How To Puree Food

Many older adults suffer from chewing and swallowing difficulty. Altering the texture of foods can make oral intake safer and easier. Let’s learn how to puree food.

*This article contains affiliate links. I may earn a commission from qualifying purchases at no extra cost to you. 

What are pureed foods?

Pureed foods are foods that are blended to the consistency of pudding. They should be a smooth, even texture, without lumps or globs and are not sticky.

Who needs their food pureed?

Older adults are likely to have declines in their dentition. This sometimes results in tooth extractions. This can impact chewing ability.

Even with dentures, chewing may still be difficult. Softer foods may be enough to ease this, but some may need pureed food. 

Many chronic conditions, especially neurological ones, can lead to difficulty swallowing (dysphagia). 

Speech Language Pathologists may recommend a pureed diet, since it does not require chewing and is easier to swallow. 

How to puree food

  1. Start with cut up cooked meats, vegetables, starches, desserts, or casseroles, or fresh or canned fruits. 
  2. Add to a blender or food processor. 
  3. Blend until smooth, without any lumps.
  4. If dry, add liquid during blending. 
  5. If wet and runny, add more solids. Thickening powders can also be used. 
  6. Shape using pureed food molds if desired (optional).
  7. Plate food and add condiments as you would regular texture foods.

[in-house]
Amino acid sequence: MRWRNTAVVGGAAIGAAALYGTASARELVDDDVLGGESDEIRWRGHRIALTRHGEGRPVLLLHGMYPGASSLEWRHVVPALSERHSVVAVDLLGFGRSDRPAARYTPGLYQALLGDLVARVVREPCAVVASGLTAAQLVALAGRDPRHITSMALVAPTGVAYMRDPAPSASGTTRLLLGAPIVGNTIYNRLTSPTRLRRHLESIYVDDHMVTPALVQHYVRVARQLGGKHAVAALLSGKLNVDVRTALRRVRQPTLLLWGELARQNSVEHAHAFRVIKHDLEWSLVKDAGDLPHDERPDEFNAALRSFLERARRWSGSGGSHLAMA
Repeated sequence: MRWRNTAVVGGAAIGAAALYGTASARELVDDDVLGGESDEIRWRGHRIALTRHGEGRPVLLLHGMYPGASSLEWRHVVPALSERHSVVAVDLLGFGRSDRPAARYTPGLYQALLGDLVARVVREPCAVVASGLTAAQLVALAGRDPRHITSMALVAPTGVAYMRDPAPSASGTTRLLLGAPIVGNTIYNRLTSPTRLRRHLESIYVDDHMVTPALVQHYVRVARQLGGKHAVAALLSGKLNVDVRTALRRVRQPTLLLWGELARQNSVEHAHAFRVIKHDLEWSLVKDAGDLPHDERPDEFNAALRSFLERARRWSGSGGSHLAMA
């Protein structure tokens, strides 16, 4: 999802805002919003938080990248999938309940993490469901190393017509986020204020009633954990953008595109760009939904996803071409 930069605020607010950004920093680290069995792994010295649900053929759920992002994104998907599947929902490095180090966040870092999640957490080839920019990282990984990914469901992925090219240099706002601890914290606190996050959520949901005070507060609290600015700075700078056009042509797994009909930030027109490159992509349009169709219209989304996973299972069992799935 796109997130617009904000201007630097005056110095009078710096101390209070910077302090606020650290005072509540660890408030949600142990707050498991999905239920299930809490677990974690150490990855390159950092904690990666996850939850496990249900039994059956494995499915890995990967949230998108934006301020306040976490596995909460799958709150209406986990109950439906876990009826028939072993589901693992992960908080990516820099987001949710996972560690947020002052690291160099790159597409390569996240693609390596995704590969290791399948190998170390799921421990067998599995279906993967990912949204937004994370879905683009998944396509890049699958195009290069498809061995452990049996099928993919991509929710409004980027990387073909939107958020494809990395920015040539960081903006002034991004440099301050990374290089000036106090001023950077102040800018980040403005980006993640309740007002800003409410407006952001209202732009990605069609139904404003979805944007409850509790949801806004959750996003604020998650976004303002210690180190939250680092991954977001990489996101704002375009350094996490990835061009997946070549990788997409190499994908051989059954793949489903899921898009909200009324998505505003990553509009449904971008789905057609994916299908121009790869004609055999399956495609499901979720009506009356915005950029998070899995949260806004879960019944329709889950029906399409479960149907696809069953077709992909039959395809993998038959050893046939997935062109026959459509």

Pureed bread mix can be used to make bread products by following the directions on the package.

What appliance do I need to puree food?

A blender may be all you need for pureeing foods. For tougher items, a food processor may be more efficient. 

An individual blender can be great when only small servings are needed. 

My personal favorite blender for all your pureeing needs can be bought right from Amazon. It has all the necessary attachments in this bundle. 

*This article contains affiliate links. I may earn a commission from qualifying purchases at no extra cost to you. 

What foods can be pureed?

Majority of foods can be pureed. If they are able to be blended into a smooth texture without lumps that aren’t sticky, then you have a puree. 

Most meats, casseroles, cooked vegetables, cooked noodles, cakes, cookies, pies, canned fruits, and even some fresh fruits can be pureed.

Foods to Avoid

There are some foods that cannot achieve a smooth texture no matter how much they are blended. 

Foods that have hulls, like corn, and stringy items, like pineapple, can be difficult to get a smooth, cohesive texture. 

Raw vegetables, including salads and slaws, do not puree particularly well either due to their texture and water content. 

Foods that do not pureed: corn, pineapple, raw vegetables, salads, slaws.

Improving Flavor 

Pureed food can taste good too. Season foods as you normally would during the cooking process. 

Use milk, broth, gravy, or sauce when liquid is needed during pureeing. This provides extra flavor and nutritional value instead of using water. 

Add the same condiments to pureed food items as you would if they were regular texture.